Just about Cash Flow


Cash flow is different from profit. Profit is the difference between revenues and expenses. Cash flow is the difference between receipts and disbursements of cash. Profit may flow whether or not anybody has paid for anything. Cash flows only when somebody pays for something. Time after time, businesses with good sales and good profits go broke. It is surprisingly commonplace. The problem is the the cash doesn’t flow when the profit flows.

The explanations for the large number of new business failures, undercapitalization, inadequate management, and poor marketing, may be valid, but the overwhelming reason is that the managers did not understand cash flow. They behaved as if profit were cash, which is not. They acted as if all that is needed to win the business game is to make a profit, which is not true. Cash is different from profit. You need both to win the business game.

A business can survive and thrive only if it has both positive profit (not losses) and positive cash flow (more flowing into the bank than out of it). To win you must produce more than you consume, and you must do it in such a way that you can meet critical payments as they come due.

Profit may be the most common measure of whether a business is winning or losing, but cash flow is the most critical measure. Businesses can survive a surprisingly long time without profit. They die on the first payday there is no cash.

Your company’s bank is like a jar is a reservoir, so it is the gas tank. And what is in the reservoir is easy to measure. The amount in the reservoir is what was put in minus what was taken out. A convenient way to measure whether the supply is increasing or decreasing is to measure whether more was entering or leaving during the most recent period of time. Cash flow into the bank account is such a measure. How much is in the reservoir is of intetrest, of course, but it is changed by changing the cash flow.

My Consultancy–Asif J. Mir – Management Consultant–transforms organizations where people have the freedom to be creative, a place that brings out the best in everybody–an open, fair place where people have a sense that what they do matters. For details please visit www.asifjmir.com, Line of Sight

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Disambiguating Cash Budget


Most people plan expenditures for food, clothing, and other needs on the basis of expected income. Along with these short-term plans, many individuals and families use income estimates to plan for long-term activities, such as college expenses, the purchase of a house or car. This process of planning for the financial needs of the future is called budgeting. A budget, whether formal or informal, is a plan for utilization of anticipated resources.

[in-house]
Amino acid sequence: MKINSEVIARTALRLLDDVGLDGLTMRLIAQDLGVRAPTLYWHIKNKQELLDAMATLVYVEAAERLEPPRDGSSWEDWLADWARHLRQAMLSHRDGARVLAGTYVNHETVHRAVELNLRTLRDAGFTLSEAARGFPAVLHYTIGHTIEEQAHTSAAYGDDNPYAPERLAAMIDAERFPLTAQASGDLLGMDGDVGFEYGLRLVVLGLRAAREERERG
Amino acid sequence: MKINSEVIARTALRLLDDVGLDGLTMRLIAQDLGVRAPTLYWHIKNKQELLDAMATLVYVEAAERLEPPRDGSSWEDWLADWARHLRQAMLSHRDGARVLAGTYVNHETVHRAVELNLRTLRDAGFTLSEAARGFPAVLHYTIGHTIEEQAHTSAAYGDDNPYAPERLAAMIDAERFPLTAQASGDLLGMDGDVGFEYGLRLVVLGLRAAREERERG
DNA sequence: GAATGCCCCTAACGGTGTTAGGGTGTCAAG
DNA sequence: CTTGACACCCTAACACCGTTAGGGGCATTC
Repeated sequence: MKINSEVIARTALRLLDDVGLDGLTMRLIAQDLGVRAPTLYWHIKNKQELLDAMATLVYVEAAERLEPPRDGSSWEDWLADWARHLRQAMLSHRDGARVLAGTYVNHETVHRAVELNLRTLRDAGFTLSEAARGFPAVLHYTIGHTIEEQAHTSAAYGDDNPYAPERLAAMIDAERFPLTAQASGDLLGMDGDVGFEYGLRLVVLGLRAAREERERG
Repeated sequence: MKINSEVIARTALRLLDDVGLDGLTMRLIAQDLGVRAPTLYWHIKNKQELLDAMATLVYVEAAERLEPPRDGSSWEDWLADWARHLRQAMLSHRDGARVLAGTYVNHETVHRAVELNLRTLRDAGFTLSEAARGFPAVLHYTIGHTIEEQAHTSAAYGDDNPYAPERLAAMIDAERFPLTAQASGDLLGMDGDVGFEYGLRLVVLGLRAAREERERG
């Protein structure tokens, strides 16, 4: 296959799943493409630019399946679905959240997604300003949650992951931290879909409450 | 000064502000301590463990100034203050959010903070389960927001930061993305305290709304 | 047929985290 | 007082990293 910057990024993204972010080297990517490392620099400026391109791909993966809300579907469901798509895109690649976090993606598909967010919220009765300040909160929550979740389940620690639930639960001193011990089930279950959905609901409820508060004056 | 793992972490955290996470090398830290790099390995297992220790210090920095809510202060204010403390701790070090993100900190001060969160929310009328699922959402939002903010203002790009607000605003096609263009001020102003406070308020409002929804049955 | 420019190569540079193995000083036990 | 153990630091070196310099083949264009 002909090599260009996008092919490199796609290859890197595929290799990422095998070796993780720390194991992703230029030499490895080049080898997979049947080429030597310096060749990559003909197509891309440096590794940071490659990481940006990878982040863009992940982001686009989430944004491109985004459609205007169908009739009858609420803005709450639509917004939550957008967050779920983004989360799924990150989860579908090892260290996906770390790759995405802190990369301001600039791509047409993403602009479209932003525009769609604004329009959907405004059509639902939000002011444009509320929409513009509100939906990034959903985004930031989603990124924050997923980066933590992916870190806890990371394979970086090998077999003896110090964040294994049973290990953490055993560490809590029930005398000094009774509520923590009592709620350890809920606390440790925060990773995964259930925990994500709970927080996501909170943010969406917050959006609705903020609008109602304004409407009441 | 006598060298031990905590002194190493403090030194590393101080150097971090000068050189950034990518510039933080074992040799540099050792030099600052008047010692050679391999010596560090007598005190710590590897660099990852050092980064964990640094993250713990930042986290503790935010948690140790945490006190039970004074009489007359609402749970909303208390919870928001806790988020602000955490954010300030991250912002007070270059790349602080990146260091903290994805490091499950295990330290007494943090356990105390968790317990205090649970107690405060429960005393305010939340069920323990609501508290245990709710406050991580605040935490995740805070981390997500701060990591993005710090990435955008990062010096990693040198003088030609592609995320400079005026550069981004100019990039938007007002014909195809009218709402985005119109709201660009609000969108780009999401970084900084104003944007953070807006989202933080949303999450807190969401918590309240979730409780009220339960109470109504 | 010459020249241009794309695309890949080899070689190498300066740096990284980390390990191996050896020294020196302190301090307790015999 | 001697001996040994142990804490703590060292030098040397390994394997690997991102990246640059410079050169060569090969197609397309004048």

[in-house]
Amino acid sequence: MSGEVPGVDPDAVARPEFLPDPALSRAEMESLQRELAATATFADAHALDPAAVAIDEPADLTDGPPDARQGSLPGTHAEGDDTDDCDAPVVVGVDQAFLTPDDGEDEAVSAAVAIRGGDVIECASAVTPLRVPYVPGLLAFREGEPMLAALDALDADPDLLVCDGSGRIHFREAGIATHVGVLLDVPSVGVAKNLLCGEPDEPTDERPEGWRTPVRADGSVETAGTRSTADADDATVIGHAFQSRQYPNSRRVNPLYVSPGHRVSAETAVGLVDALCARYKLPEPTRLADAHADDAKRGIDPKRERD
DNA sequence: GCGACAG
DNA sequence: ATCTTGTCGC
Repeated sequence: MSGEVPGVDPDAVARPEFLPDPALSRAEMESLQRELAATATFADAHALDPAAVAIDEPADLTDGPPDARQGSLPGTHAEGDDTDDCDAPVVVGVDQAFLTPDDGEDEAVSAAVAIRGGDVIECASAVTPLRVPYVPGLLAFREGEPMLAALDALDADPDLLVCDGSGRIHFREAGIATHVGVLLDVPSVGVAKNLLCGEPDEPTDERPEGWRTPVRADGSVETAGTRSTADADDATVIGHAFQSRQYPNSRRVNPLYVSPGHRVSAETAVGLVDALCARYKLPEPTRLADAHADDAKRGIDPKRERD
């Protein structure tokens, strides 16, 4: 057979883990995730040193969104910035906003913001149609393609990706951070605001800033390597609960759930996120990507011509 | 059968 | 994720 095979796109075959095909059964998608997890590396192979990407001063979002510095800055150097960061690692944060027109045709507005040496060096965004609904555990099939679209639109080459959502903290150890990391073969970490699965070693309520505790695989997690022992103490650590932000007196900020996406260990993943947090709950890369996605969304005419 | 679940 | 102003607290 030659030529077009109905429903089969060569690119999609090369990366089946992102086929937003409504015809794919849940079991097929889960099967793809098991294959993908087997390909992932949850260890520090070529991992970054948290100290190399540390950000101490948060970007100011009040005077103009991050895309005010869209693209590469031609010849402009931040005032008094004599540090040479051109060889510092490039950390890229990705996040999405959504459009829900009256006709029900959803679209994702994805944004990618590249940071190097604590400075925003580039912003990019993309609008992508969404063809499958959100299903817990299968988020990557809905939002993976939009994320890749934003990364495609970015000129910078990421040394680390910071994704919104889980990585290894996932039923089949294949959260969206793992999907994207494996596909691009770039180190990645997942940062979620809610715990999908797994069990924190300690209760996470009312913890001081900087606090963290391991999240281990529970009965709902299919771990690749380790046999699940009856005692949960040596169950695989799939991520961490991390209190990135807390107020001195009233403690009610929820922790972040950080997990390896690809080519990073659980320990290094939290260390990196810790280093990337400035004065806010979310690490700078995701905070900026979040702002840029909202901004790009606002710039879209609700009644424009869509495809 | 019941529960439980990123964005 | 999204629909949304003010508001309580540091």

The budget of a business serves much the same function as an individual or family budget. Like a personal or family budget, a business budget plans the expenditure of anticipated funds for immediate and long-term goals.

One budget common to both large and small businesses is called the cash budget. The cash budget is a detailed plan showing how cash resources will be acquired and used over a specific time period. For many companies, this time period is monthly for the first three months of the budget period, then quarterly for the remainder of the year. A typical cash budget is composed of four major sections:

  1. The receipts section. This section consists of the sum of the opening cash balance and estimated cash receipts for the budget period. For many firms, the major source of cash receipts is sales.
  2. The disbursement section. This section consists of all estimated cash payments for the budget period. Examples are payments for labor and materials, taxes, equipment purchases, and advertising.
  3. The cash excess or cash deficiency section. The entries in this section represent the difference between the totals of the receipts section and the disbursements section. If receipts are greater than disbursements, there is an excess of cash. If receipts are less than disbursements, there is a cash deficiency.
  4. The financing section. This section gives an account of any borrowing or loan repayments projected to take place during the budget period.

While the cash budget is useful to all companies, it is especially helpful to small firms because management can exercise more control in matching income with disbursements, in negotiating loans with the most favorable interest rates and terms, and in planning investments when there is an excess of cash.

My Consultancy–Asif J. Mir – Management Consultant–transforms organizations where people have the freedom to be creative, a place that brings out the best in everybody–an open, fair place where people have a sense that what they do matters. For details please contact www.asifjmir.com